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Allan Ramsay (1713-1784) was a prominent Scottish portrait-painter. Allan Ramsay was born in Edinburgh, Scotland, the eldest son of Allan Ramsay, poet and author of The Gentle Shepherd. From the age of twenty he studied in London under the Swedish painter Hans Hysing, and at the St. Martin's Lane Academy; leaving in 1736 for Rome and Naples, where he worked for three years under Francesco Solimena and Imperiali. On his return in 1738 to the British Isles, he first settled in Edinburgh, attracting attention by his head of Duncan Forbes of Culloden and his full-length portrait of the Duke of Argyll, later used on Royal Bank of Scotland banknotes. He later moved to London, where he was employed by the Duke of Bridgewater. His pleasant manners and varied culture, not less than his artistic skill, contributed to render him popular. One of his drawing pupils was Margaret Lindsay, eldest daughter of Sir Alexander Lindsay of Evelick and Amelia Murray. He later eloped with her and on 1 March 1752 they married in the Canongate Kirk, Edinburgh; her father never forgave her for marrying an artist. Ramsay already had to maintain a daughter from his previous marriage and his two surviving sisters, but told Sir Alexander that he could provide Margaret with an annual income of £100. He said it would increase ‘as my affairs increase, and I thank God, they are in a way of increasing’ and that his only motive for the marriage was ‘my love for your Daughter, who, I am sensible, is entitled to much more than ever I shall have to bestow upon her’. Three children survived from their long and happy marriage, Amelia, Charlotte, and John. Ramsay and his new wife spent 1754 to 1757 together in Italy, going to Rome, Florence, Naples and Tivoli, researching, painting and drawing old masters, antiquities and archaeological sites. He earned income painting Grand Tourists' portraits. This and other trips to Italy involved more literary and antiquarian research than art. After their return, Ramsay in 1761 was appointed to succeed John Shackelton as Principal Painter in Ordinary to George III, beating Hudson to the post. The king commissioned so many royal portraits to be given to ambassadors and colonial governors, that Ramsay used the services of numerous assistants—of whom David Martin and Philip Reinagle are the best known. He gave up painting in about 1770 to concentrate on literary pursuits. His health was shattered by an accidental dislocation of the right arm and his second wife's death in 1782. With unflinching pertinacity, he struggled until he had completed a likeness of the king upon which he was engaged at the time, and then started for his beloved Italy. He left a series of 50 royal portraits to be completed by his assistant Reinagle. For several years he lingered in the south, his constitution finally broken. He died at Dover on 10 August 1784. Among his most satisfactory productions are some of his earlier ones, such as the full-length of the duke of Argyll, and the numerous bust-portraits of Scottish gentlemen and their ladies which he executed before settling in London. They are full of both grace and individuality; the features show excellent draughtsmanship; and the flesh-painting is firm and sound in method, though frequently tending a little to hardness and opacity. His full-length of Lady Mary Coke is remarkable for the skill and delicacy with which the white satin drapery is managed; while the portrait of his brown-eyed second wife Margaret, in the Scottish National Gallery, is described as having a sweetness and tenderness. The portrait of his wife also shows the influence of French art, which Ramsay incorporated into his work. The large collection of his sketches in the possession of the Royal Scottish Academy and the Board of Trustees, Edinburgh also show this French elegance and soft colours. Ramsay has paintings in the collection of a few British institutions including the National Gallery in London, Sheffield, Derby Art Gallery (attributed), Glasgow Museum and Newstead Abbey. According to Mario de Valdes y Cocom in 2009 on an edition of PBS Frontline, in several paintings of Queen Charlotte, Ramsay deliberately emphasised "mulatto features" which the queen supposedly inherited via descent from a 13th-century Moorish ancestor. Valdes suggests that copies of these paintings were sent to the colonies to be used by abolitionists as a de facto support for their cause. Other historians question whether the 13th-century ancestor, referred to in various places as a 'Moor' and Berber, was black African. In any event, they contend that the connection, nine and 15 generations removed, was too distant to consider Charlotte 'black' in any cultural way, as her other ancestors were all European https://en.wikipedia.org/wiki/Allan_Ramsay_(artist) Thank you, please subscribe for future videos https://www.youtube.com/channel/UC0gMk3w9hw8BbtqoUpEMKeg?sub_confirmation=1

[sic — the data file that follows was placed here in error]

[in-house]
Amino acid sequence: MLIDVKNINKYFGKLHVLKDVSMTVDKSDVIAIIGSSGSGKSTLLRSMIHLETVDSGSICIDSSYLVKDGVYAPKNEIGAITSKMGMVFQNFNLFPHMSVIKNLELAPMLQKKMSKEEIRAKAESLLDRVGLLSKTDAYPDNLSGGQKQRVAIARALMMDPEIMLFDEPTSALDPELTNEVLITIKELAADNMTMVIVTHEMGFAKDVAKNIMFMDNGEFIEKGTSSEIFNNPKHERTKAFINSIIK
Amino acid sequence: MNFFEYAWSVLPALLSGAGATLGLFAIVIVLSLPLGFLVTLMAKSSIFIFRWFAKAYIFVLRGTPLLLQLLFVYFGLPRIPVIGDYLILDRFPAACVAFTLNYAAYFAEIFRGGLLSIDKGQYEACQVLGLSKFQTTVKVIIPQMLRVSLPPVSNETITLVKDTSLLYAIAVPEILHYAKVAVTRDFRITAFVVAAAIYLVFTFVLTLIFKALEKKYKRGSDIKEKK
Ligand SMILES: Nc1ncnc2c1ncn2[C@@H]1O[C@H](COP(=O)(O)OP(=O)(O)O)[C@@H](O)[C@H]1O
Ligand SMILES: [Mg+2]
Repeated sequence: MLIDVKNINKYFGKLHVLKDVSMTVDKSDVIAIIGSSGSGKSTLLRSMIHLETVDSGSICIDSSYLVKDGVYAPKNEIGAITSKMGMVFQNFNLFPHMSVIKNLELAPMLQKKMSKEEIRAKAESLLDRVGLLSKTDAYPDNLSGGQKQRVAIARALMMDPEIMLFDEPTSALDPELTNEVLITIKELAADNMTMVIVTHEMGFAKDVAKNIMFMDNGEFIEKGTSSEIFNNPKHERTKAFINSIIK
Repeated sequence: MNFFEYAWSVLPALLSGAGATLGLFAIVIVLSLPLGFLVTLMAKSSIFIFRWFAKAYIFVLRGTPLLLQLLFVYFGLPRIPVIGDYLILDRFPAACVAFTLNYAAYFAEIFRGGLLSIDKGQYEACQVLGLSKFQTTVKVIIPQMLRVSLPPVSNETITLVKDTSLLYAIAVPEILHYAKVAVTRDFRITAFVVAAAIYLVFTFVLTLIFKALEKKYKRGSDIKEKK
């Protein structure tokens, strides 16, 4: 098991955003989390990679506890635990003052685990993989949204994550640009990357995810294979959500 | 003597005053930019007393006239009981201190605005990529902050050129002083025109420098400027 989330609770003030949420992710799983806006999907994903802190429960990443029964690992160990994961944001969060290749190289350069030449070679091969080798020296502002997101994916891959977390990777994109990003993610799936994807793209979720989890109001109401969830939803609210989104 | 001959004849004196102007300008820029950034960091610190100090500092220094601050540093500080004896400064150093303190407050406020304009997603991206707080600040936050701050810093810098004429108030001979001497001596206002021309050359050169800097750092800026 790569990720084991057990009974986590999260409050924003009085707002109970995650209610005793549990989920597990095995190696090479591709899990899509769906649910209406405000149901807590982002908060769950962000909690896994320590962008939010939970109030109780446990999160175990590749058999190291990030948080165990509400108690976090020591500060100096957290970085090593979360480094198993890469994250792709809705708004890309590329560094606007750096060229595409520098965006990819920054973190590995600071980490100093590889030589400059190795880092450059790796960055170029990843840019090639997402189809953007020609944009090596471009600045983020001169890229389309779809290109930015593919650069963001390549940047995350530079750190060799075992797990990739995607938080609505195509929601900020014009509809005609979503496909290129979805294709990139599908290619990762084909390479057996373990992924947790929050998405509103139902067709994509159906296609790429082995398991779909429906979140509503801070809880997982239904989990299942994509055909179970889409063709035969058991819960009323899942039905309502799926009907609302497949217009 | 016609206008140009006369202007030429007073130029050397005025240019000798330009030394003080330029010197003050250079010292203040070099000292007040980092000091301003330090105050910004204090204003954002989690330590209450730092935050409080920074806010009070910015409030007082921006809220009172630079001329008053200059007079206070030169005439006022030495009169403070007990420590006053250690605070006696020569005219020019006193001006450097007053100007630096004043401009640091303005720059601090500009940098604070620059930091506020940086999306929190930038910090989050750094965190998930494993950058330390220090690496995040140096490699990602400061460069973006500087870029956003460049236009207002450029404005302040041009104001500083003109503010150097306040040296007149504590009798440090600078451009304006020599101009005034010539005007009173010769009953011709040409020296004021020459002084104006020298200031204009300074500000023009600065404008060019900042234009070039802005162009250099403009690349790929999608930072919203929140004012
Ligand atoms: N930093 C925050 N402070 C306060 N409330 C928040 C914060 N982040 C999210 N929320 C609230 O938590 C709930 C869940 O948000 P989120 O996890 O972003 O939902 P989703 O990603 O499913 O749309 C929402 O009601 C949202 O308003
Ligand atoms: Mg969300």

The filmmaker exposes the notoriously secretive creative process of reclusive German artist Gerhard Richter in this fly-on-the-wall documentary, filmed over three years in the artist's Cologne studio. Read the full feature on NOWNESS: http://bit.ly/gerhard-richter Watch more art videos here: http://bit.ly/art-videos _______________________________________ Subscribe to NOWNESS here: http://bit.ly/youtube-nowness Like NOWNESS on Facebook: http://bit.ly/facebook-nowness Follow NOWNESS on Twitter: http://bit.ly/twitter-nowness Daily exclusives for the culturally curious: http://bit.ly/nowness-com Behind the scenes on Instagram: http://bit.ly/instagram-nowness Curated stories on Tumblr: http://bit.ly/tumblr-nowness Inspiration on Pinterest: http://bit.ly/pinterest-nowness Staff Picks on Vimeo: http://bit.ly/vimeo-nowness Follow NOWNESS on Google+: http://bit.ly/google-nowness